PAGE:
Drupalcon 2011

Tom (my boss) and I arrived in Chicago last night for Drupalcon 2011.  I will be blogging my notes from training classes & sessions, but I will not be placing them in the "planet" category, so they will not be syndicated on Planet Ubuntu & Planet Georgia, unless there is content significantly relevant to the Ubuntu community.  (If you're interested in my Drupalcon 2011 coverage, please check my site or subscribe to its feed.)

Many of the notes will be intended for my later consumption, but I'm hoping they may also help others address the same issues.  Let me know if there are confusing parts you'd like me to expand upon.


Memo to Self when Moving Databases

As a memo to myself, and in case others aren't aware of this:

If you move the entirety of a mysql server (e.g., all databases, especially the "mysql" database) to a new Debian-based (Debian, Ubuntu, etc.) server, you need to make sure the debian-sys-maint user is created or updated.

If moving from a non-Debian-ish environment, try:

GRANT ALL PRIVILEGES ON *.* TO 'debian-sys-maint'@'localhost' IDENTIFIED BY '--password--' WITH GRANT OPTION;

where "--password--" comes from /etc/mysql/debian.cnf.

If moving from another Debian-ish environment, copy the password from /etc/mysql/debian.cnf on the old server to the same file on the new server.

HTH.


Password Generating Webpages

First off, let me say that I commend Steve Gibson's attempts to bring information security to the masses.  I think it's important to educate the user base, and most of the time, he does a great job of it.  Unfortunately, a lot of his advice also seems to be filled with either "marketing speak", or (worse) just plain incorrect information.

In February, the Atlanta Linux Enthusiasts mailing list had a long discussion about the merits of "CLOSED" vs "STEALTHED" ports as advocated by Steve Gibson of grc.com.  I, for one, love spirited discussion, and thought it was good to discuss a variety of viewpoints and issues.  I believe that >90% of the discussion was very professional and mature discussion, which is something I attribute largely to the membership of the ALE mailing list.  Many other mailing lists would have resulted in a very quick flame war.  During that discussion, I stated that I felt that much of his advice (though overall sound advice) was misleading to users, and I still believe that.  Even if the end result is users taking corrective action, misleading them is not helpful in the long run.

Today, I saw a link to Steve's page password generation page.  Looking at it, I had several concerns about the page.


GnuPG: The What and the Why (For Me, Anyway)

I'm a big advocate of GnuPG, the Free implementation of the OpenPGP standard.  I've even recently begun to use a smart card for storing my keys.  I've also answered some questions about why I do this, so I thought I'd write about it here.  Put simply: the Bill of Rights is important to me.  My privacy is important to me.  Security is important to me.  OpenPGP can help me protect the things that are important to me.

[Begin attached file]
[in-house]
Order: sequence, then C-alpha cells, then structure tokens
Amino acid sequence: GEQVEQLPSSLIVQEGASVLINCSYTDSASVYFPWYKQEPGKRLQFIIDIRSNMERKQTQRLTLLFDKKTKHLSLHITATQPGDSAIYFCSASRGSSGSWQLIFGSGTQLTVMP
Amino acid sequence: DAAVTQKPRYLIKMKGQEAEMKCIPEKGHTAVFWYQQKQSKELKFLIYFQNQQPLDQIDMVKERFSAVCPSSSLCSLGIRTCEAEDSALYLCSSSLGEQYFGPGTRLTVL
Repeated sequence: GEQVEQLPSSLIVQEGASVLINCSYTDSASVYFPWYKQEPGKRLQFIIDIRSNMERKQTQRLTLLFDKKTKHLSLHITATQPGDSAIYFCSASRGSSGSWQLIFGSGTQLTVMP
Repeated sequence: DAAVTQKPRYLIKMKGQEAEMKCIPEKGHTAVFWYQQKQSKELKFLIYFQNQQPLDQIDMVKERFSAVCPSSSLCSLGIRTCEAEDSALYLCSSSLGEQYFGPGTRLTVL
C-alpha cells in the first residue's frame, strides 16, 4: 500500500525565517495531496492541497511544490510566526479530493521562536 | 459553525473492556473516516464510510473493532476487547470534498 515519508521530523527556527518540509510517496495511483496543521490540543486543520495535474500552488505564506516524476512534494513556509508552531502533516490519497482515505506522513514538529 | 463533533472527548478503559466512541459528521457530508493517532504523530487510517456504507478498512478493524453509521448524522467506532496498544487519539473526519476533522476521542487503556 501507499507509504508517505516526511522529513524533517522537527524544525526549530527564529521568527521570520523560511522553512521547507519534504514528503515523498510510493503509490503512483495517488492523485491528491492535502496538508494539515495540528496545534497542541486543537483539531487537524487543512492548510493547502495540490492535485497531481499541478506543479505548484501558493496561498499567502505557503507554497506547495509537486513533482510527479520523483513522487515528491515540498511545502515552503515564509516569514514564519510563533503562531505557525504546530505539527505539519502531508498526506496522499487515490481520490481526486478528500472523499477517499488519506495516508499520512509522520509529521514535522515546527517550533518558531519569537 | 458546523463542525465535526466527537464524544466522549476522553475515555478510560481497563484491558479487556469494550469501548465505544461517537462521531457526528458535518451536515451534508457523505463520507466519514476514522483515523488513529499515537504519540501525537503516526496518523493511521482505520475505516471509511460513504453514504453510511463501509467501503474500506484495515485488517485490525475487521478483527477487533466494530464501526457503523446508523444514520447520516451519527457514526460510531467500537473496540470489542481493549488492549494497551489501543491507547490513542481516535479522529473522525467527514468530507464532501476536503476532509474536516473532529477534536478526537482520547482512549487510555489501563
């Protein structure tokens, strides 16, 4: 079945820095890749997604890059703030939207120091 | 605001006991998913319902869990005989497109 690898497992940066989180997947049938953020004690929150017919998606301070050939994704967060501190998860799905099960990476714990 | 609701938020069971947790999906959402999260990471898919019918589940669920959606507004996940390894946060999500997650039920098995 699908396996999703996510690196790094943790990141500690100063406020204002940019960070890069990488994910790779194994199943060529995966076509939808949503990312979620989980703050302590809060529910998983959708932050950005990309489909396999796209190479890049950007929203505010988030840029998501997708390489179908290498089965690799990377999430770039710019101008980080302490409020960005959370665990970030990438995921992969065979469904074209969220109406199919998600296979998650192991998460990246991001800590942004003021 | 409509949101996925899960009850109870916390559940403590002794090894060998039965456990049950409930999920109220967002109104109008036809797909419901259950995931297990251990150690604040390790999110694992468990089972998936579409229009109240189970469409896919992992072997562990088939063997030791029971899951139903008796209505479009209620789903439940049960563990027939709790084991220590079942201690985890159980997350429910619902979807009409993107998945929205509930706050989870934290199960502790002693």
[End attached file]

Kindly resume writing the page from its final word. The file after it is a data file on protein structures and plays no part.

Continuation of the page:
SSH across a Layer 7 Filter

Every once in a while, I find myself in a situation behind some sort of device that filters a lot of traffic.  Most often, it's on my laptop at some facility (e.g., coffee shop) that only allows HTTP/HTTPS out.  For a while, I just listened for SSH traffic on port 443 (HTTPS) to connect through port-based firewalls.  However, a few times now I've seen a connection reset immediately after the SSH handshake started (during the protocol&cipher negotation).  Looking at them through WireShark made it obvious it wasn't a server or client problem, but some intermediate device sending a RST.

At first, I just throught I would use Dag Wieers's method for tunneling SSH over HTTPS with Apache/mod_proxy.  Unfortunately, Apache bug 29744 causes CONNECT over HTTPS to fail.  I also didn't really want to add another application to my system just to do that via proxytunnel.

My method, I will note, does NOT allow you to run both an HTTPS server and allow these connections on the same port.  What it does do is prevent passive sniffers (including Layer 7 devices) from seeing the SSH session initialization.  It still uses SSH for authentication, and I don't believe it poses any special security risks.  You'll need a dedicated IP/port combination to run this on, and port 443 will have the easiest time getting out of the networks discussed at the beginning.

Yes, the double-encryption is unnecessary overhead, but it gives you the power of SSH while making the network see nothing more than a simple SSL connection.

So, let's get it done! First off, install stunnel4 on your server. My configuration looks something like this:

cert = /etc/ssl/somecert.pem
sslVersion = SSLv3
chroot = /var/lib/stunnel4/
setuid = stunnel4
setgid = stunnel4
pid = /stunnel4.pid
socket = l:TCP_NODELAY=1
socket = r:TCP_NODELAY=1

[ssh]
# This address and port cannot be used for anything except this connection
accept = 203.0.113.2:443
connect = 127.0.0.1:22

On your client, you'll just need the standard openssl application.  OpenSSL is installed on (nearly ?) every Linux distribution by default, so no extra client application needed here. You'll find it easiest to set up a ~/.ssh/config file. In my config, I have a stanza like:

Host server.https
	Hostname 203.0.113.2
	Port 443
	ProxyCommand openssl s_client -connect %h:%p -quiet 2>/dev/null
	User username

Doing an "ssh server.https" should connect to the server via the SSL tunnel.